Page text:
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Article

Influence of the Surface Modification of Calcium Carbonate on Polyamide 12 Composites

1
Research and Development Department, Omya International AG, 4665 Oftringen, Switzerland
2
Department of Printing and Media, Hochschule der Medien, 70569 Stuttgart, Germany
3
College of Engineering, Swansea University, Swansea SA2 8PP, UK
4
Department of Bioproducts and Biosystems, Aalto University, 02150 Espoo, Finland
*
Author to whom correspondence should be addressed.
Polymers 2020, 12(6), 1295; https://doi.org/10.3390/polym12061295
Received: 11 May 2020 / Revised: 1 June 2020 / Accepted: 2 June 2020 / Published: 5 June 2020
(This article belongs to the Special Issue Functional Polymers in Additive Manufacturing)

Abstract

:
In previous investigations, it was found that the thermal properties of a polyamide 12 compound can be manipulated, using a designed filler, to improve the melting as well as crystallization behavior, determined for selective laser sintering. A common downside of the introduction of a non-flexing mineral filler is the reduction of the mechanical properties, such as ductility. This paper investigates the influence of content and surface modification of limestone on the mechanical properties. The aim is to understand the effect of an optimized coupling agent on the properties of a compound, containing polyamide 12 filled with 10 wt % of surface modified calcium carbonate. A range of four mineral filler modifications was chosen to investigate their coupling effect, namely 6-amino hexanoic acid, ε-caprolactam, l-arginine or glutamic acid. The in advance surface modified fillers were then each used in combination with the polyamide 12 in a twin-screw extrusion process. With an optimized surface modifying agent, the tensile strength as well as elongation at break can be improved in comparison with uncoated filler implementation, such that up to 60% of the loss of ductility and toughness of a final part when using an untreated filler could be regained using an optimized surface modifier at a correct amount. With the tested filler grade and the specific tested filler amount, the optimized amount of 6-amino hexanoic acid was approx. 2.5 mmol of treatment agent per 100 m2 of CaCO3. These found improvements in a twin-screw extruded polyamide 12 compound show the possible usage of modified calcium carbonate as a functional filler in additive manufacturing and can potentially be transferred in a subsequent investigation in the selective laser sintering process.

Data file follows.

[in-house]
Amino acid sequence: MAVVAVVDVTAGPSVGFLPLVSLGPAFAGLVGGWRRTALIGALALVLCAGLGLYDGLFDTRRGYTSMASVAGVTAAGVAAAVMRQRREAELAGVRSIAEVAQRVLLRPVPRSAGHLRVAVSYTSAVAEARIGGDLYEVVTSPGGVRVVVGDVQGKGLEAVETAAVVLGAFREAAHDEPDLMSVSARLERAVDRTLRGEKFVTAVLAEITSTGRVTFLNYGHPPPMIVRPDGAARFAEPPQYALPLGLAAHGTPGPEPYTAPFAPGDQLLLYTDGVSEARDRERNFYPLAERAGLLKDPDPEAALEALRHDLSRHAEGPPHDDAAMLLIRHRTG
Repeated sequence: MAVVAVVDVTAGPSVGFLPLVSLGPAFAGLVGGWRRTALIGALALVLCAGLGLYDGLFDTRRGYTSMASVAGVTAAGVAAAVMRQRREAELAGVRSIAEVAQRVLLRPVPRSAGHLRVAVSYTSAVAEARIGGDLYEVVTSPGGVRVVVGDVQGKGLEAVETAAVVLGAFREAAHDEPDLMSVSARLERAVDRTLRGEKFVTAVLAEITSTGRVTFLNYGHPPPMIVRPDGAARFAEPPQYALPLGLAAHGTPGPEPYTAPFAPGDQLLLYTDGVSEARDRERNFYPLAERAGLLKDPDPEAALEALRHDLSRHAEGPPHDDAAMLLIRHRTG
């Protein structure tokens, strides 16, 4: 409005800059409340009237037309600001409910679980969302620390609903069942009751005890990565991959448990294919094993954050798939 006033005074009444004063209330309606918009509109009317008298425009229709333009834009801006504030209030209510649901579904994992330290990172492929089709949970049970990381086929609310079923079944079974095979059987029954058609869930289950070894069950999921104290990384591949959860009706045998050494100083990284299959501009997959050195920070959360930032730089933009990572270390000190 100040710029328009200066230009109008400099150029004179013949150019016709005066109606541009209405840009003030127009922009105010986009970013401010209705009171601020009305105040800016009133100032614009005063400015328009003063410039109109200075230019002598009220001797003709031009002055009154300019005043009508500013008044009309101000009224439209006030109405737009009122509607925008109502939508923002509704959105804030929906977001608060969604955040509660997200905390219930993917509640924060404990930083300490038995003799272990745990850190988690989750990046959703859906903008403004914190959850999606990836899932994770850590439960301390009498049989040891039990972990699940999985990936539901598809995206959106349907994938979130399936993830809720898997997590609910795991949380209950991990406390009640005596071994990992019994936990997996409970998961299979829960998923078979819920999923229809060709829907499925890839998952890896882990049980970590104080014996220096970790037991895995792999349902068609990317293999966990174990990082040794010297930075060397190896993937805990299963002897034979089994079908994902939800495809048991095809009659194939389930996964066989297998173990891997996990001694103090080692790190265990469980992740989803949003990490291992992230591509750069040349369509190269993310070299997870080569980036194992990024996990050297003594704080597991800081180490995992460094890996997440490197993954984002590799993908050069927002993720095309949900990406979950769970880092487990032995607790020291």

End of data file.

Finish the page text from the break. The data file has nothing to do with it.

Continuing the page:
Graphical Abstract

1. Introduction

In the additive manufacturing (AM) process, a three-dimensional object is printed layer by layer, in which each layer is bonded/fused together by several different techniques (sintering, melting, chemical reaction, curing, etc.) [1]. Such AM technologies are able to build complex geometries, which are considered difficult, or even impossible, to realize using subtractive techniques [2].
AM technologies have been introduced in various application areas, such as aerospace, automotive, artistic design and biomedicine [3,4,5,6]. Materials commonly used in AM are often plastic or metal based [7,8].